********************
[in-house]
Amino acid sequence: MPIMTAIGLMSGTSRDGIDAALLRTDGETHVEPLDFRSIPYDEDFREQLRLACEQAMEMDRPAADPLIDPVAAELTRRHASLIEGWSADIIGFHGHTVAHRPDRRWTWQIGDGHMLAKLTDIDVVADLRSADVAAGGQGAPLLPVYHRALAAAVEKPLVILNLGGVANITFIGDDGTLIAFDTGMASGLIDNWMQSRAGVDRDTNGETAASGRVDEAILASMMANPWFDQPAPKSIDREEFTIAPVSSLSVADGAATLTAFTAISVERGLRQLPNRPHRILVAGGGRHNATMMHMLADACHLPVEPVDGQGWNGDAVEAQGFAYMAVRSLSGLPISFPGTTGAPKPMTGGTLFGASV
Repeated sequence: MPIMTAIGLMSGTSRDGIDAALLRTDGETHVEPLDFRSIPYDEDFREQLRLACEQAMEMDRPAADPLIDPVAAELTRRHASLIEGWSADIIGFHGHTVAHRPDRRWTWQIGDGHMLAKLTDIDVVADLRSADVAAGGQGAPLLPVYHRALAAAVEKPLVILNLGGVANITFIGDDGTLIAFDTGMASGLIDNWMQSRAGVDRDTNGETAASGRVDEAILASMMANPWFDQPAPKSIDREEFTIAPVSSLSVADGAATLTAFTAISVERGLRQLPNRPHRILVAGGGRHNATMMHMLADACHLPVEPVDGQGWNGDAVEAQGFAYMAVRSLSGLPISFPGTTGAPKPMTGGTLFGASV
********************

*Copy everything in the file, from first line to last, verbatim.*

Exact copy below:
[in-house]
Amino acid sequence: MPIMTAIGLMSGTSRDGIDAALLRTDGETHVEPLDFRSIPYDEDFREQLRLACEQAMEMDRPAADPLIDPVAAELTRRHASLIEGWSADIIGFHGHTVAHRPDRRWTWQIGDGHMLAKLTDIDVVADLRSADVAAGGQGAPLLPVYHRALAAAVEKPLVILNLGGVANITFIGDDGTLIAFDTGMASGLIDNWMQSRAGVDRDTNGETAASGRVDEAILASMMANPWFDQPAPKSIDREEFTIAPVSSLSVADGAATLTAFTAISVERGLRQLPNRPHRILVAGGGRHNATMMHMLADACHLPVEPVDGQGWNGDAVEAQGFAYMAVRSLSGLPISFPGTTGAPKPMTGGTLFGASV
Repeated sequence: MPIMTAIGLMSGTSRDGIDAALLRTDGETHVEPLDFRSIPYDEDFREQLRLACEQAMEMDRPAADPLIDPVAAELTRRHASLIEGWSADIIGFHGHTVAHRPDRRWTWQIGDGHMLAKLTDIDVVADLRSADVAAGGQGAPLLPVYHRALAAAVEKPLVILNLGGVANITFIGDDGTLIAFDTGMASGLIDNWMQSRAGVDRDTNGETAASGRVDEAILASMMANPWFDQPAPKSIDREEFTIAPVSSLSVADGAATLTAFTAISVERGLRQLPNRPHRILVAGGGRHNATMMHMLADACHLPVEPVDGQGWNGDAVEAQGFAYMAVRSLSGLPISFPGTTGAPKPMTGGTLFGASV